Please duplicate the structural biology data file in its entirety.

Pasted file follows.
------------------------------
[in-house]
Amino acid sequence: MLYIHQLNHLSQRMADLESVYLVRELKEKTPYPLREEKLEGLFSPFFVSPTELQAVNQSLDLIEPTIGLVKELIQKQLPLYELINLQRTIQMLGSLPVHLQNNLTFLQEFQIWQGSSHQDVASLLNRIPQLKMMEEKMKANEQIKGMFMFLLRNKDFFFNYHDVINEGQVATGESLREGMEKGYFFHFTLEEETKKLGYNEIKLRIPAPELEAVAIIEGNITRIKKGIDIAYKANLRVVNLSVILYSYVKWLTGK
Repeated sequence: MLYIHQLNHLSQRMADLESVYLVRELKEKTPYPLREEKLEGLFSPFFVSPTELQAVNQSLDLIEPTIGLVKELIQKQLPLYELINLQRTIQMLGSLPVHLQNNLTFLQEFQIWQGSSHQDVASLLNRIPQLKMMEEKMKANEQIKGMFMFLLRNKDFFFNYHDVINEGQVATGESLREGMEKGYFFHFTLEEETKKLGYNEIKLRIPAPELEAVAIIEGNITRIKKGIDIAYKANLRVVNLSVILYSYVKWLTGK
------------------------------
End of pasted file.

[in-house]
Amino acid sequence: MLYIHQLNHLSQRMADLESVYLVRELKEKTPYPLREEKLEGLFSPFFVSPTELQAVNQSLDLIEPTIGLVKELIQKQLPLYELINLQRTIQMLGSLPVHLQNNLTFLQEFQIWQGSSHQDVASLLNRIPQLKMMEEKMKANEQIKGMFMFLLRNKDFFFNYHDVINEGQVATGESLREGMEKGYFFHFTLEEETKKLGYNEIKLRIPAPELEAVAIIEGNITRIKKGIDIAYKANLRVVNLSVILYSYVKWLTGK
Repeated sequence: MLYIHQLNHLSQRMADLESVYLVRELKEKTPYPLREEKLEGLFSPFFVSPTELQAVNQSLDLIEPTIGLVKELIQKQLPLYELINLQRTIQMLGSLPVHLQNNLTFLQEFQIWQGSSHQDVASLLNRIPQLKMMEEKMKANEQIKGMFMFLLRNKDFFFNYHDVINEGQVATGESLREGMEKGYFFHFTLEEETKKLGYNEIKLRIPAPELEAVAIIEGNITRIKKGIDIAYKANLRVVNLSVILYSYVKWLTGK